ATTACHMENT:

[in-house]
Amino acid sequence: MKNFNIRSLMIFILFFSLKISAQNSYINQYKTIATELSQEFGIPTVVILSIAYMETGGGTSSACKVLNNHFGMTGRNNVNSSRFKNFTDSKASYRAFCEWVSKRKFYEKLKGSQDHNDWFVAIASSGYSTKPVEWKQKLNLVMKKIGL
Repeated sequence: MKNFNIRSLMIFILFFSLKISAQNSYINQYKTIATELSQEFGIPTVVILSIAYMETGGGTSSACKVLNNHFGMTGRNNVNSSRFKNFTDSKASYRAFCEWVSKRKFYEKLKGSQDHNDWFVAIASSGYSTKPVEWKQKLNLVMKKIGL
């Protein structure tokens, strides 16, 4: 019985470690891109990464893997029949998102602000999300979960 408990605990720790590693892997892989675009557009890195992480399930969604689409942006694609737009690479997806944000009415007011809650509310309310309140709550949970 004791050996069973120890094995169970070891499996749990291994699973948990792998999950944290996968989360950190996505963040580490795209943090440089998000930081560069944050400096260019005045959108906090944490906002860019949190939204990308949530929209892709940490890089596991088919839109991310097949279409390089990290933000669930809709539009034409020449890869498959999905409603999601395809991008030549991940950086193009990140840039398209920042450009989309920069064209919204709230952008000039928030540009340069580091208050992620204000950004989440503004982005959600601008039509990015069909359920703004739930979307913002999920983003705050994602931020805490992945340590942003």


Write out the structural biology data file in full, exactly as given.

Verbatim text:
[in-house]
Amino acid sequence: MKNFNIRSLMIFILFFSLKISAQNSYINQYKTIATELSQEFGIPTVVILSIAYMETGGGTSSACKVLNNHFGMTGRNNVNSSRFKNFTDSKASYRAFCEWVSKRKFYEKLKGSQDHNDWFVAIASSGYSTKPVEWKQKLNLVMKKIGL
Repeated sequence: MKNFNIRSLMIFILFFSLKISAQNSYINQYKTIATELSQEFGIPTVVILSIAYMETGGGTSSACKVLNNHFGMTGRNNVNSSRFKNFTDSKASYRAFCEWVSKRKFYEKLKGSQDHNDWFVAIASSGYSTKPVEWKQKLNLVMKKIGL
């Protein structure tokens, strides 16, 4: 019985470690891109990464893997029949998102602000999300979960 408990605990720790590693892997892989675009557009890195992480399930969604689409942006694609737009690479997806944000009415007011809650509310309310309140709550949970 004791050996069973120890094995169970070891499996749990291994699973948990792998999950944290996968989360950190996505963040580490795209943090440089998000930081560069944050400096260019005045959108906090944490906002860019949190939204990308949530929209892709940490890089596991088919839109991310097949279409390089990290933000669930809709539009034409020449890869498959999905409603999601395809991008030549991940950086193009990140840039398209920042450009989309920069064209919204709230952008000039928030540009340069580091208050992620204000950004989440503004982005959600601008039509990015069909359920703004739930979307913002999920983003705050994602931020805490992945340590942003």